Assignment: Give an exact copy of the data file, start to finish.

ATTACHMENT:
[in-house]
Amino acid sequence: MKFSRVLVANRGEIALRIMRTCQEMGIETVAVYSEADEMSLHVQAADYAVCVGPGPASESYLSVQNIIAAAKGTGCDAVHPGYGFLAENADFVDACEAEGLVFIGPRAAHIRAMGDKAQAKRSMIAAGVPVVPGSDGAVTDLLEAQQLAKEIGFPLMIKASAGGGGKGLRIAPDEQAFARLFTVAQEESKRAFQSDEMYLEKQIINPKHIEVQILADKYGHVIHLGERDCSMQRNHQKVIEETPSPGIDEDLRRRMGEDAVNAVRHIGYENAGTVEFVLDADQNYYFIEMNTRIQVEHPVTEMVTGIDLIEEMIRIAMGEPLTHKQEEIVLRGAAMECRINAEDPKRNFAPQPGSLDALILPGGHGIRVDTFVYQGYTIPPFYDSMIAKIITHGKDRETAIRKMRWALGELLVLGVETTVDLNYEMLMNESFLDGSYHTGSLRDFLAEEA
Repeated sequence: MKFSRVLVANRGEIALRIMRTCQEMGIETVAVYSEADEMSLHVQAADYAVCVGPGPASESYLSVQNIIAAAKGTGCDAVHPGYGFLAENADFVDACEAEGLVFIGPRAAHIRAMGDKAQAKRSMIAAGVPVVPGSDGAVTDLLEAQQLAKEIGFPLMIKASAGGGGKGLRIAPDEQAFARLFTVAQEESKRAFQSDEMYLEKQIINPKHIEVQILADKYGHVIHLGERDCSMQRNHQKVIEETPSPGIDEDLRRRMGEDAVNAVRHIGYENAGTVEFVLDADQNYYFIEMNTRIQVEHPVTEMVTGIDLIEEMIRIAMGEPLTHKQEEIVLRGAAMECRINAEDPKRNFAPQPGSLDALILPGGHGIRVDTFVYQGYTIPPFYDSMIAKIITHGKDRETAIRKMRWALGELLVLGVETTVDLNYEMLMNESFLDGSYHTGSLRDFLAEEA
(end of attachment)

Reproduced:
[in-house]
Amino acid sequence: MKFSRVLVANRGEIALRIMRTCQEMGIETVAVYSEADEMSLHVQAADYAVCVGPGPASESYLSVQNIIAAAKGTGCDAVHPGYGFLAENADFVDACEAEGLVFIGPRAAHIRAMGDKAQAKRSMIAAGVPVVPGSDGAVTDLLEAQQLAKEIGFPLMIKASAGGGGKGLRIAPDEQAFARLFTVAQEESKRAFQSDEMYLEKQIINPKHIEVQILADKYGHVIHLGERDCSMQRNHQKVIEETPSPGIDEDLRRRMGEDAVNAVRHIGYENAGTVEFVLDADQNYYFIEMNTRIQVEHPVTEMVTGIDLIEEMIRIAMGEPLTHKQEEIVLRGAAMECRINAEDPKRNFAPQPGSLDALILPGGHGIRVDTFVYQGYTIPPFYDSMIAKIITHGKDRETAIRKMRWALGELLVLGVETTVDLNYEMLMNESFLDGSYHTGSLRDFLAEEA
Repeated sequence: MKFSRVLVANRGEIALRIMRTCQEMGIETVAVYSEADEMSLHVQAADYAVCVGPGPASESYLSVQNIIAAAKGTGCDAVHPGYGFLAENADFVDACEAEGLVFIGPRAAHIRAMGDKAQAKRSMIAAGVPVVPGSDGAVTDLLEAQQLAKEIGFPLMIKASAGGGGKGLRIAPDEQAFARLFTVAQEESKRAFQSDEMYLEKQIINPKHIEVQILADKYGHVIHLGERDCSMQRNHQKVIEETPSPGIDEDLRRRMGEDAVNAVRHIGYENAGTVEFVLDADQNYYFIEMNTRIQVEHPVTEMVTGIDLIEEMIRIAMGEPLTHKQEEIVLRGAAMECRINAEDPKRNFAPQPGSLDALILPGGHGIRVDTFVYQGYTIPPFYDSMIAKIITHGKDRETAIRKMRWALGELLVLGVETTVDLNYEMLMNESFLDGSYHTGSLRDFLAEEA